Ingredient Of The Week: Maple Syrup
  • HOME

Ingredient Of The Week: Maple Syrup

Kick off April with something sweet

Each week, plant-based cook Bettina Campolucci Bordi, founder of Bettina’s Kitchen, gives us the lowdown on a particular seasonal vegetable or ingredient, offering details on its history and health benefits, plus cooking tips and a recipe. This week it’s maple syrup, which is in season from late winter to early spring (find out more about what’s in season here).

Ingredient Of The Week: Maple Syrup

What Is Maple Syrup?

A syrup made from the sap of (as the name would suggest) maple trees, maple syrup is one of the most delicious and versatile natural sweeteners available – and it has been a staple in many cultures around the world for centuries. As a chef and food writer, I have always been fascinated by the depth and complexity of flavours that maple syrup can bring to a dish. Whether you are using it as a glaze for roasted veggies, as a topping for pancakes and waffles, or as a key ingredient in baking recipes, maple syrup adds a distinctively rich and nuanced sweetness that is truly unparalleled.

One of the things that makes maple syrup so special is the fact that it is made entirely from the sap of maple trees. This sap is collected in the early spring, when the trees are just starting to come out of their winter dormancy. It is then boiled down to remove the excess water, leaving behind a thick, syrupy liquid that is packed with flavour and natural sweetness.

Maple syrup comes in a wide range of flavours and colours, depending on where it is produced and how it is processed. For example, syrup made from sap collected early in the season tends to be lighter in colour and milder in flavour, while syrup made later in the season is typically darker and richer. Additionally, the type of maple tree that the sap is collected from can also have an impact on the final flavour of the syrup.

Close up of maple syrup on waffle

(c) Nabil Boukala, Unsplash

How Can We Use It?

As a chef, I am always looking for ways to incorporate maple syrup into my cooking and baking. These are some of my favourites:

Roasted Veggies

One of my favourite ways to use it is as a glaze for roasted veggies, such as cauliflower or butternut squash. To make a simple maple glaze, I start by combining equal parts maple syrup and Dijon mustard, along with a pinch of salt and some freshly cracked black pepper. I then brush this mixture over the meat before roasting, and the result is a beautifully caramelized and flavourful crust that is both sweet and savoury.

Breakfast Baking

Maple syrup is also an excellent ingredient to use in baking recipes, as it provides a unique depth of flavour that can’t be replicated with other sweeteners. Of course, maple syrup is perhaps most commonly associated with breakfast foods like pancakes, waffles, and French toast. And while these classic dishes are certainly delicious on their own, adding a bit of maple syrup takes them to a whole new level. When making pancakes or waffles, I like to add a bit of vanilla extract and cinnamon to the batter, along with some maple syrup. This gives the batter a warm and cosy flavour that is perfect for a lazy weekend brunch.


Another way to use maple syrup in breakfast recipes is to make a simple maple butter. To do this, I start by softening some unsalted butter in a bowl, and then stir in some maple syrup, a pinch of salt, and a bit of vanilla extract. I then whip the mixture together until it is light and fluffy, and then serve it alongside toast.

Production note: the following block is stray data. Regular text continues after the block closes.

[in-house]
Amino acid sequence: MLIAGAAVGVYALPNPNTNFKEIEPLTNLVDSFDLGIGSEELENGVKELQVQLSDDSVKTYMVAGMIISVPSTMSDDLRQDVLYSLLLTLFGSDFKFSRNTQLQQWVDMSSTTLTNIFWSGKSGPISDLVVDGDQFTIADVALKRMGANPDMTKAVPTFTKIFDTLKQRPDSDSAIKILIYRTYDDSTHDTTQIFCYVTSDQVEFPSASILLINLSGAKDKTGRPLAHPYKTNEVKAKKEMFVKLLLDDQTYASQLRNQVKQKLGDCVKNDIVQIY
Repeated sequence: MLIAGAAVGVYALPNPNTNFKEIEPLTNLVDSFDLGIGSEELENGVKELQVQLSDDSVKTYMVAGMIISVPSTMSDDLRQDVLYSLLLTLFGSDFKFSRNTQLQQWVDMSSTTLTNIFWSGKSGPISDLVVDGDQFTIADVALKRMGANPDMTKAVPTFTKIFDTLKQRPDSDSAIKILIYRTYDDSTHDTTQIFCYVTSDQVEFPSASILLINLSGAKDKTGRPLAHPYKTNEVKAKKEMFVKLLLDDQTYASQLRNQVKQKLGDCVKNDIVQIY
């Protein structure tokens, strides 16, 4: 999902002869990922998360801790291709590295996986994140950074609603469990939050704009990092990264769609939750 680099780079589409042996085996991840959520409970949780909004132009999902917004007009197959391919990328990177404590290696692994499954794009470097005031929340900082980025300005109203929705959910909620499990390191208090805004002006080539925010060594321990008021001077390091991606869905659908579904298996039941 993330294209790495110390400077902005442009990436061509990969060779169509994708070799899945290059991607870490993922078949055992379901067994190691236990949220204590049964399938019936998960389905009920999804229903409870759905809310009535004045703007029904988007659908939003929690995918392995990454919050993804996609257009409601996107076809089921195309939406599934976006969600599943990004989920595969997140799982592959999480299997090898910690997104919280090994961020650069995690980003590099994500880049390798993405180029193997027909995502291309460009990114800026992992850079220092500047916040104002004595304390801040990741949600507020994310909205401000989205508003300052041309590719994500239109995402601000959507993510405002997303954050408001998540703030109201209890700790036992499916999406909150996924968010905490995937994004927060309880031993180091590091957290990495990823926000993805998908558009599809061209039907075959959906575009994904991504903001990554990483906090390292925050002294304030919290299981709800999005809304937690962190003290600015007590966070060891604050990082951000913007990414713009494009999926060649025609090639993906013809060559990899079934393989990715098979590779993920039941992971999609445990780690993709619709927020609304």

Someone assembling a galette

(c) Antoni Shkraba Production, Pexels

Recipe: Almond Galette with Cream & Peaches

Looking for a delicious and indulgent dessert that’s also plant-based this Easter? Look no further than this almond galette served with cream and peaches. This recipe is packed full of flavour and texture, from the crispy almond flour crust to the creamy oat-based crème fraîche topping and juicy slices of fresh peaches. The addition of lime zest, vanilla, maple syrup, almonds, and mint leaves adds a refreshing and sophisticated twist to this classic dessert. Best of all, it’s gluten-free and easy to make with a food processor. Whether you’re serving it up for a special occasion or just a sweet treat at home, this almond galette is sure to impress.

Makes 4-6 servings


For the galette:

  • 240g almond flour
  • 240g white gluten-free flour
  • 120g coconut sugar
  • zest of 2 limes
  • 240ml grapeseed oil (or any flavourless oil)

For the topping:

  • 400g oat-based crème fraîche, coconut whipped cream or plant yoghurt
  • zest of 2 lime
  • 2 vanilla pod (bean), split and the seeds scraped out, or 2 tsp vanilla paste or extract
  • 2 tablespoon maple syrup
  • 4 peaches, stone removed
  • handful of almonds, chopped
  • handful of mint leaves
  • zest of 1 lime


  1. Preheat the oven to 180°C. Line a large baking tray with baking parchment.
  2. Mix the ingredients for the galette together in a food processor to combine well until it has a sticky consistency. Place the dough between two pieces of greaseproof (waxed) paper and roll out until it is 1cm thick and about 20–25cm in diameter.
  3. Remove the top layer of greaseproof paper from the galette and place on an oven tray. Bake in the oven for 15 minutes until golden. Remove from the oven and leave to cool. When cool, place the greaseproof paper on a serving plate and cut around it so as not to break the pastry.
  4. Mix all of the topping ingredients (except the peaches) in a bowl and then spread the mixture over the cooled galette.
  5. Thinly slice the peaches into half-moons and arrange over the topping, then scatter with almonds, mint leaves and a sprinkle of lime zest.

Chef’s Tip: Put the components of this dish together just before serving to keep it nice and fresh.

Featured image: Jennifer Pallian, Unsplash